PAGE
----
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-   -   OK to drill holes in top plate to run conduit? (http://www.diychatroom.com/f14/ok-drill-holes-top-plate-run-conduit-20859/)

troll5501 05-10-2008 03:40 PM

OK to drill holes in top plate to run conduit?
 
I'm in the process of installing network and telecom wiring in my house. I'd like to install several conduits from the basement to attic. But my preferred path requires me to drill several holes in the top plate of the main floor center interior wall which I believe is load-bearing. It sits directly above the steel beam in the basement, and the second floor joists rest on it. I've attached a picture below.

I would like to drill two or three 2 1/4" holes in the same stud cavity, through the sole plate and top plate. The wall studs and top plate (double) are 2x6.

I read IBC R602.6.1 which seems to allow up to 50% of the width of the top plate to be notched or cut away without the need for any metal straps. But I am very concerned about affecting the structural integrity of the wall and the house. Should I be? Or can I happily go ahead and start cutting?

Would adding a strap to one side of the top plate add any additional strength? I'd rather not open up the other side of the wall to strap the other side.

Thanks for any help you can provide!

http://www.bitbytes.com/bsl/conduit_wall.jpg

nap 05-10-2008 03:45 PM

How do you think we electricians would do it any other way when we are installing something?

Go ahead and drill the holes. Like you stated per the IBC, as long as you do not drill excessively, you have no worries.

Termite 05-10-2008 07:46 PM

2-1/4" would be the largest hole you can drill in a 5-1/2" wall. The concern I have is that your loads must be able to be transferred downward to the studs. So, if you have a joist or (even worse) a beam sitting on the top plate between two studs 16" apart, drilling a large hole would definately reduce the plate's ability to transfer those loads laterally to the studs. If your loads stack....Joists bearing directly above studs...No problem, drill away! Just know what you're drilling through before you do it! Keep your holes centered in the plate. Unless there's a serious point load where you drill, you probably aren't going to compromise the structure.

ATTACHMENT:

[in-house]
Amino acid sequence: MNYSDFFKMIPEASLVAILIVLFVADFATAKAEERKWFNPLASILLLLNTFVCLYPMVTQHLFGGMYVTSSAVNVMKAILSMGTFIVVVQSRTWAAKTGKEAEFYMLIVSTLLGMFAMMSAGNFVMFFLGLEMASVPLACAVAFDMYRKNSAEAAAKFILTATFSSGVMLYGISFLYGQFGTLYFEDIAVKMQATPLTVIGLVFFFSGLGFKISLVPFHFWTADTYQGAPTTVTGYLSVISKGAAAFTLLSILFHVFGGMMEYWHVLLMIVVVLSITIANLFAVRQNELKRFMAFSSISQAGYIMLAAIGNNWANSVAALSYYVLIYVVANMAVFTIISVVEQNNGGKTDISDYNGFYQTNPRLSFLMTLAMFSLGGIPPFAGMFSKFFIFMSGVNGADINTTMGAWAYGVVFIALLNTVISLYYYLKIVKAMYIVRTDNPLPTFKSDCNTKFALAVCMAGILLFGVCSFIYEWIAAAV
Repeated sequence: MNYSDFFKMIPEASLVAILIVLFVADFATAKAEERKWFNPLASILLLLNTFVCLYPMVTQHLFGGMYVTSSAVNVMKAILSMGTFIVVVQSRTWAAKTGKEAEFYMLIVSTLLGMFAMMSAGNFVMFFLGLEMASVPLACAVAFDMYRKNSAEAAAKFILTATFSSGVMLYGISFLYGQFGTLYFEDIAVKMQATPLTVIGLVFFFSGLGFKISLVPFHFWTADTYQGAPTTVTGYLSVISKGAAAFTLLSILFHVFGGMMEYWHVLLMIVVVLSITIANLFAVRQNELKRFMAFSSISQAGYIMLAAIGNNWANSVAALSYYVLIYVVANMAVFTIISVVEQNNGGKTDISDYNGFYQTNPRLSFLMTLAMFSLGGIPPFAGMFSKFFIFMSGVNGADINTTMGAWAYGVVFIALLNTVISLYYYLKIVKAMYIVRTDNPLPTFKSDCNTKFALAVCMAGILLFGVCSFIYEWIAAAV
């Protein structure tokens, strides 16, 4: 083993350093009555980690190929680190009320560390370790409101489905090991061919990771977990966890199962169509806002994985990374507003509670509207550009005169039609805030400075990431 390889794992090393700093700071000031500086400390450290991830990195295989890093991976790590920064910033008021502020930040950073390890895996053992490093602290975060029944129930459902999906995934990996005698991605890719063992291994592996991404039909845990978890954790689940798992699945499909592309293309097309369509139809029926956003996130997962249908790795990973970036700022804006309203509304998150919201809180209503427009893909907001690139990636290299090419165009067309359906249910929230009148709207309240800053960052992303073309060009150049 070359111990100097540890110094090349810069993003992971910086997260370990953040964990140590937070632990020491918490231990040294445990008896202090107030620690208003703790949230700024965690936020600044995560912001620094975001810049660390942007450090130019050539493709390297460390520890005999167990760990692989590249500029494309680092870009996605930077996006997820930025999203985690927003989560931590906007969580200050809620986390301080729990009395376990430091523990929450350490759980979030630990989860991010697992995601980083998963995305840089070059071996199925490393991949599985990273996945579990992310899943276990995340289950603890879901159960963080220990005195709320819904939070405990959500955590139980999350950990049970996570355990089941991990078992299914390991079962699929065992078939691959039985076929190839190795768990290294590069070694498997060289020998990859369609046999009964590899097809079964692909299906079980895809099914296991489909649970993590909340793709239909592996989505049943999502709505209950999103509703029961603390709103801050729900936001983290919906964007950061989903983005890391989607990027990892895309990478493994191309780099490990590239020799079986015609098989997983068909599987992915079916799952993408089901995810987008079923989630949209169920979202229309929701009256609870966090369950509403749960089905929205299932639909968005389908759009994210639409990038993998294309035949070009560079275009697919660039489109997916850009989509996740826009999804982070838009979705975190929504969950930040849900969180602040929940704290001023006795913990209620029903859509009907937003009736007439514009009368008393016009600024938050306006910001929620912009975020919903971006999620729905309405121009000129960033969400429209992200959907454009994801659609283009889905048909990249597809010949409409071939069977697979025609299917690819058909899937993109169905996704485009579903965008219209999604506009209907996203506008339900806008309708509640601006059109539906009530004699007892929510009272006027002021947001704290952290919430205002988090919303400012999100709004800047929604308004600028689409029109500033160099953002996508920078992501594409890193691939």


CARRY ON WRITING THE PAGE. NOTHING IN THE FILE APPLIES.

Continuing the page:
I would strongly suggest smaller holes if your loads don't stack, if it is a possibility.

Adding metal straps across the top plate adds strength back to the top plate in tension, which is experienced in seismic and wind load events. For taking compressive loads on the plate such as a joist or beam, there would be little or no benefit.

troll5501 05-11-2008 04:18 PM

Thanks very much for both of your responses.

KC, I mapped out the studs and joists in this section of the wall and attached a to-scale drawing below. The studs and joists have different spacing, but luck has it that the joists above the area I want to cut are almost stacked perfectly. Also there are some extra studs in this area probably because there is a stairway on the other side of the wall.

The orange indicates the proposed conduits/cuts through the bottom and top plates. The only thing I don't know is if there are any joints in the top plate. It's a 20' long wall (drawing shows only a 10' section). Please let me know what you think.

http://www.bitbytes.com/bsl/living_room_wall_studs.gif

Thanks!!

Termite 05-11-2008 09:33 PM

Drill away! You should have no structural issues at all if you drill 2-1/4" holes at those locations. Totally legal and safe.


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